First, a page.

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US Jewish group says it accepts Mel Gibson’s apology

The head of the Anti-Defamation League, a US Jewish advocacy group, has accepted a second apology by actor and director Mel Gibson for alleged anti-Semitic remarks following his arrest for driving under the influence of alcohol.

"This is the apology we had sought and requested," the league’s national director, Abraham H. Foxman, said in a statement after Gibson expressed regret for his "vitriolic and harmful" words and asked the Jewish community for help.

Among the comments reportedly made by Gibson, 50, the director of the 2004 film "The Passion of the Christ", during his arrest for drunken driving on 28 July, were that "Jews are responsible for all the wars in the world".

A first apology by Gibson, a traditional Catholic, had been described as "unremorseful and insufficient" by Foxman.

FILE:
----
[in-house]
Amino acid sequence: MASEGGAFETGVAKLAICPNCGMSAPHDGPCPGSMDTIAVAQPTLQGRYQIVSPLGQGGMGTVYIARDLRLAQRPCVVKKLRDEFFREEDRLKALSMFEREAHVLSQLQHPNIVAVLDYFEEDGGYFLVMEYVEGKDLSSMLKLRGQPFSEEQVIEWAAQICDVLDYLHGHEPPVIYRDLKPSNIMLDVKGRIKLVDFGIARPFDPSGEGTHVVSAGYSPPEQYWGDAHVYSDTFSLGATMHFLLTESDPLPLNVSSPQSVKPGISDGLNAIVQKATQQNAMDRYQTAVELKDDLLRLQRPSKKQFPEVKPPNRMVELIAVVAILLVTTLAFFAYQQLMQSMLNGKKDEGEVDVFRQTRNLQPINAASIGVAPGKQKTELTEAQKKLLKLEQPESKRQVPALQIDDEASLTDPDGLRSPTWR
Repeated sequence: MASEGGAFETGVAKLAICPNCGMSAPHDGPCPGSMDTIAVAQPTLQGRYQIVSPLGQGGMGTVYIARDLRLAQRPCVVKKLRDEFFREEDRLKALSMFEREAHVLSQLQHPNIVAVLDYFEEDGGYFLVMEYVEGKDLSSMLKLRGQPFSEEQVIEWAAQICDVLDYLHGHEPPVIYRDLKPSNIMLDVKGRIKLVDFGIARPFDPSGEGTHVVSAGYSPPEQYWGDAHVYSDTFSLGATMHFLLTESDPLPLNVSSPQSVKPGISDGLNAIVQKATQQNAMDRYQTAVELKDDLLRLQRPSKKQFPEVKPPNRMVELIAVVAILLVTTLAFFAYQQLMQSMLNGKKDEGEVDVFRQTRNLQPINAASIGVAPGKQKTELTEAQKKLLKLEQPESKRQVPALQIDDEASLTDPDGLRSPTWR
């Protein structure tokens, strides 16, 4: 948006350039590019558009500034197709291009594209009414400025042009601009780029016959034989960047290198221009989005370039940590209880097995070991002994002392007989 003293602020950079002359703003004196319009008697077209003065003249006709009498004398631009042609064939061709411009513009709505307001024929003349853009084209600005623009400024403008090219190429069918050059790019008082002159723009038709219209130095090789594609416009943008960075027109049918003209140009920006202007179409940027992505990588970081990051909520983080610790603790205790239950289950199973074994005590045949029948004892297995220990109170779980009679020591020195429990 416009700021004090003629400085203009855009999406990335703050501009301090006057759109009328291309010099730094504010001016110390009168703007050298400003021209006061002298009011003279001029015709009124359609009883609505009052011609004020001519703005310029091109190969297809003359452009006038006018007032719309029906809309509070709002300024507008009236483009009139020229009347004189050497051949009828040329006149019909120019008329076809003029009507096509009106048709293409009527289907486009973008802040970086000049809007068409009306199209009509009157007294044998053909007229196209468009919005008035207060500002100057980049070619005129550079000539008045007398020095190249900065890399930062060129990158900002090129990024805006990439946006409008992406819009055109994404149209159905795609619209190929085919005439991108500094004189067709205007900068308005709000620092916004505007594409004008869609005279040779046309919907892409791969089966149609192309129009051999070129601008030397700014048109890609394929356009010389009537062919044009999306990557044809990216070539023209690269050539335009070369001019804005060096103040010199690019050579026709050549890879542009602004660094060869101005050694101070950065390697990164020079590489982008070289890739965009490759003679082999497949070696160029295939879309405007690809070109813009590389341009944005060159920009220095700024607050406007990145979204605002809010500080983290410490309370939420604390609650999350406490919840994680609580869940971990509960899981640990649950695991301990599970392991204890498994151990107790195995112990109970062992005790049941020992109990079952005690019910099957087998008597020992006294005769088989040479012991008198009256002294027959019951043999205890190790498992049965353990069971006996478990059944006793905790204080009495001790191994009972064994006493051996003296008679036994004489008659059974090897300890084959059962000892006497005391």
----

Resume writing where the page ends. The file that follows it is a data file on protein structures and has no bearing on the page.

"His tirade finally reveals his true self and shows that his protestations during the debate over his film ‘The Passion of the Christ,’ that he is such a tolerant, loving person, were a sham," Foxman had said. Gibson’s "Passion" film has faced accusations from some Jewish leaders of having anti-Semitic overtones, which the director denied.

Foxman’s response to Gibson’s initial apology for his outburst was in turn criticised by William Donohue, president of the New York-based Catholic League. He criticised Gibson’s outburst but said: "Mel’s enemies will never cut him a break. Their real goal is to discredit ‘The Passion of the Christ,’ and that is why their propaganda machine is in full gear."

(c) Ecumenical News International